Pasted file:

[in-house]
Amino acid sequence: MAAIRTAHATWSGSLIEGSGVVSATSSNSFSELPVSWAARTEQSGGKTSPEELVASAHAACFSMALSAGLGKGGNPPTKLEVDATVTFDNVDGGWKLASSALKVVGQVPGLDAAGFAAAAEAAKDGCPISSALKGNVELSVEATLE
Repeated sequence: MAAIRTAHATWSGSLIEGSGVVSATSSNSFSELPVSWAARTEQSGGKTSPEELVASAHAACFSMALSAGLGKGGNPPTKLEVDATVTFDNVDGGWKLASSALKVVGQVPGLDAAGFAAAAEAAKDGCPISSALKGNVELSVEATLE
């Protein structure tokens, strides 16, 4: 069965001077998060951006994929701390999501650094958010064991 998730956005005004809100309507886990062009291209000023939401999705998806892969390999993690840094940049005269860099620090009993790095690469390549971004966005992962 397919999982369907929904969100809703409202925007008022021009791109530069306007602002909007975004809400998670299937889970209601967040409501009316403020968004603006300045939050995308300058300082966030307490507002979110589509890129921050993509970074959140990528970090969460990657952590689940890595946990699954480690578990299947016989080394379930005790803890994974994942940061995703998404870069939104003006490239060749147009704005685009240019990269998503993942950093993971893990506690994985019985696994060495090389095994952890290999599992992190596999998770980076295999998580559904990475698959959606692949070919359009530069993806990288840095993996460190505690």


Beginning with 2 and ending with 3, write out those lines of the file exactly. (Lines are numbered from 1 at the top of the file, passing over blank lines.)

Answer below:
Amino acid sequence: MAAIRTAHATWSGSLIEGSGVVSATSSNSFSELPVSWAARTEQSGGKTSPEELVASAHAACFSMALSAGLGKGGNPPTKLEVDATVTFDNVDGGWKLASSALKVVGQVPGLDAAGFAAAAEAAKDGCPISSALKGNVELSVEATLE
Repeated sequence: MAAIRTAHATWSGSLIEGSGVVSATSSNSFSELPVSWAARTEQSGGKTSPEELVASAHAACFSMALSAGLGKGGNPPTKLEVDATVTFDNVDGGWKLASSALKVVGQVPGLDAAGFAAAAEAAKDGCPISSALKGNVELSVEATLE